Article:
Anna University professors are at hand to take you through procedures every step of the way. There is good news, he added. Every one who has applied will get a seat according to merit. “You will get the best course, best college according to your marks. Learn about the colleges you wish to join, find out details. Bring a chart for ready reference. Counselling will go off smoothly and will be fruitful.”

Another cut-off scoresheet awaited anxiously should come from JEE. Newspapers report that IIT aspirants who have entered the final round of the JEE-exam with over 78.2% in class XII CBSE board examination this year stand a chance of being selected to the prestigious institutes.

Grade inflation

In June 2011, Shri Ram College of Commerce stunned the nation by declaring the cut-offs as 100% to be eligible to apply for a spot in its B.Com (Honours) course. Educators point out that cut-offs for students (in the general category) for the best colleges have been creeping upwards steadily, it's inevitable that the 100 per cent number would eventually appear on a list at one of the most sought-after schools. (By contrast, you only needed a score of 65 per cent to apply for a degree in Home Science at one of the university’s all-women colleges.) Colleges skim off top students, and come out with revised cut-off lists with lower score requirements if they have places left.

This “extra-ordinary” situation was brought on by “grade inflation” in school exams, said University administrators. Also more kids are leaving school with higher test scores, causing colleges to raise their cut-offs. In the worsening supply–demand situation, students rush to the few “first-grade” institutions. The “youth boom” (121 million in the age-group of 15–19) has increased competition. More students, schools and scores are getting closer to “perfect”. Valson Thampu, Principal, St. Stephen’s College, suggested that a Delhi University administration order which required its colleges to admit everyone above the cut-off score could have triggered it. “What if you have a cut-off of 97 per cent and 500 turn up?” he asked.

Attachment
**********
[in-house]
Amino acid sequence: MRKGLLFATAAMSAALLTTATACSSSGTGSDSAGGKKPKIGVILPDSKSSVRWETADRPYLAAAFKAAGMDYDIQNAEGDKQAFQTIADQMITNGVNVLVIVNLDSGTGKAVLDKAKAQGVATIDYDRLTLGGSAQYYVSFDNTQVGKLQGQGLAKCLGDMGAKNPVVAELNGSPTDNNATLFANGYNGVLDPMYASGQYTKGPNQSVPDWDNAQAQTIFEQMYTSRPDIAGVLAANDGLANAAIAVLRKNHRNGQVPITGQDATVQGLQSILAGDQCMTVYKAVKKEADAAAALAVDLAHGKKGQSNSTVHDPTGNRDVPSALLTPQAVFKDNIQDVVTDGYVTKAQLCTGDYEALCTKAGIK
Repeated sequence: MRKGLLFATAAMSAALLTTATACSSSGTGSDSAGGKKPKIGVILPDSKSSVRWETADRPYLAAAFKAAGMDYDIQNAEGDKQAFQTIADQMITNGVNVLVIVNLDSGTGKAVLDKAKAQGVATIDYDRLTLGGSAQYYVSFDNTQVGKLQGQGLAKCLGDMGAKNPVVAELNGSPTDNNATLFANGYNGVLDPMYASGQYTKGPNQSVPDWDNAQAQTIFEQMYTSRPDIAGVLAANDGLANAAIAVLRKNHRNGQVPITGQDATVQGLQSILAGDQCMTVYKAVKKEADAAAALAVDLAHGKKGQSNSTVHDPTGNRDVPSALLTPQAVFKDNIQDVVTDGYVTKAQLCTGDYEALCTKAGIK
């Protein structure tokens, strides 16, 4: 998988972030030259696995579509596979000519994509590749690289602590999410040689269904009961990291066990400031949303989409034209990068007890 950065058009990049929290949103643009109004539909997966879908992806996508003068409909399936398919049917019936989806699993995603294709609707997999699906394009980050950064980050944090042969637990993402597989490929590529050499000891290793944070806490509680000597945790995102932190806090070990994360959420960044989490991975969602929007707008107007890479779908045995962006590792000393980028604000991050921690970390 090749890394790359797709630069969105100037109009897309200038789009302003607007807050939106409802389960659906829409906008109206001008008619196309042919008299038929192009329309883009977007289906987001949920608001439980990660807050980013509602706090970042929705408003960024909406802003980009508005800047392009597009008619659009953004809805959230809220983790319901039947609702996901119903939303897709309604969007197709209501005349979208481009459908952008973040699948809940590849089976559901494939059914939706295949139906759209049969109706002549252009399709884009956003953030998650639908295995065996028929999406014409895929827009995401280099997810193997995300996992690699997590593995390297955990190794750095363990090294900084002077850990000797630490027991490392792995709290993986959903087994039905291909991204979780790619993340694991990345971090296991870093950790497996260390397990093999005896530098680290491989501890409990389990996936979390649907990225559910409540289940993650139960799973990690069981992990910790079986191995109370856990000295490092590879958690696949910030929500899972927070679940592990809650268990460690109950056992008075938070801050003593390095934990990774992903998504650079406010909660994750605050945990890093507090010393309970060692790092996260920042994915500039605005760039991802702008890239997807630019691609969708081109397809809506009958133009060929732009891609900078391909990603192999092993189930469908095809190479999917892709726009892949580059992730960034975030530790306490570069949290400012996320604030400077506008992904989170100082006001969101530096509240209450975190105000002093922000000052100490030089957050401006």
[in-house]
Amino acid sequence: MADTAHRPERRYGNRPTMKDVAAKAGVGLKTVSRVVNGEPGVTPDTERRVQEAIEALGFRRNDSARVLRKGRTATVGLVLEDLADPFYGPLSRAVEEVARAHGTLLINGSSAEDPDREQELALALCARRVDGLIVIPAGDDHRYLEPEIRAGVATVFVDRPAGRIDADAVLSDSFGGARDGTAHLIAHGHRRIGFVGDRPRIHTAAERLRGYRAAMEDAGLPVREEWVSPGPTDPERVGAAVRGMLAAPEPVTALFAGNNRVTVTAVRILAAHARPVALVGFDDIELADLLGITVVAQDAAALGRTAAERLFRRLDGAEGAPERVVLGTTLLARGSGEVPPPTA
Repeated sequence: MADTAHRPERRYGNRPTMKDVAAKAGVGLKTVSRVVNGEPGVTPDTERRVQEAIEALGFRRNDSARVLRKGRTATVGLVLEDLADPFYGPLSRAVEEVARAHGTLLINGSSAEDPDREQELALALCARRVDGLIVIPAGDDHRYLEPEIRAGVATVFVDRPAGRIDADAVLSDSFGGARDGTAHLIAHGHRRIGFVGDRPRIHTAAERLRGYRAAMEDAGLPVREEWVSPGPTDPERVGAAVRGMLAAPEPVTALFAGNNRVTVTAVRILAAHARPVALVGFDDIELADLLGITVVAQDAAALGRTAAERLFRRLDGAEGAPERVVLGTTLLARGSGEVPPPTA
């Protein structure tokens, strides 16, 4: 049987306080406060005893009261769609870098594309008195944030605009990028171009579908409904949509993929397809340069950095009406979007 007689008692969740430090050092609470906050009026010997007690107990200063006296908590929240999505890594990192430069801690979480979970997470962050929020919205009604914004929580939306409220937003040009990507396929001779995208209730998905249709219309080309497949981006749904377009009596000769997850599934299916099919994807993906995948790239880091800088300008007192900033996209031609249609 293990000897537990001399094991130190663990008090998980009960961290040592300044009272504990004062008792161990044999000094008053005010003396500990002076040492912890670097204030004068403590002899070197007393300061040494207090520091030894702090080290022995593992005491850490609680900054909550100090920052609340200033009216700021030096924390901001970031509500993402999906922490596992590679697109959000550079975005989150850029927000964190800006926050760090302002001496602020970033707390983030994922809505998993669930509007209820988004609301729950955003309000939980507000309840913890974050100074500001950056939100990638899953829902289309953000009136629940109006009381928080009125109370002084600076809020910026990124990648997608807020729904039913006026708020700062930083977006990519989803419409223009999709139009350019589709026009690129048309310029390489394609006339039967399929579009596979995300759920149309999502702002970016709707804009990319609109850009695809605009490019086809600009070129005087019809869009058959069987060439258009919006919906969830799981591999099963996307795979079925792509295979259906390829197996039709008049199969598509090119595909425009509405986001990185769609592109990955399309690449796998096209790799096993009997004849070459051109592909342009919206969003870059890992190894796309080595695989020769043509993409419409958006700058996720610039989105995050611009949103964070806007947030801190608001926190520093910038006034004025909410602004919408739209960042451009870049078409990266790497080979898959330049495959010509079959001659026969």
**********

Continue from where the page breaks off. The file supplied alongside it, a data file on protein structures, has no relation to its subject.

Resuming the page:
The NEET case

What happens with NEET, an exam held for admission to MBBS and BDS? 2013 is supposed to be a good year for students who want to don the stethoscope. The Medical Council of India has approved an additional 285 seats in three TN-state-run medical colleges which is bound to bring down the cut-offs by 0.5-1.25 marks.

Cut-offs may ensure a smooth admission process, but “there are students who are not quite there, and end up feeling disappointed,” pointed out Jayanthy. Students come from a variety of boards, each with their own unique scoring system. In some, high scores are common, in others, application and building capabilities are given higher importance. The dynamics of these boards are typically not factored into the admissions process. A common entrance exam must be designed to test the general aptitude and language skills of students from both rural and urban areas for a fair system of admissions.

“Most students choose colleges and courses based on what they hear or apply along with their friends to similar programmes/colleges,” said Jayanthy. “Instead, they should leverage help available on the Internet and from experts and make informed choices based on their strengths and weaknesses.”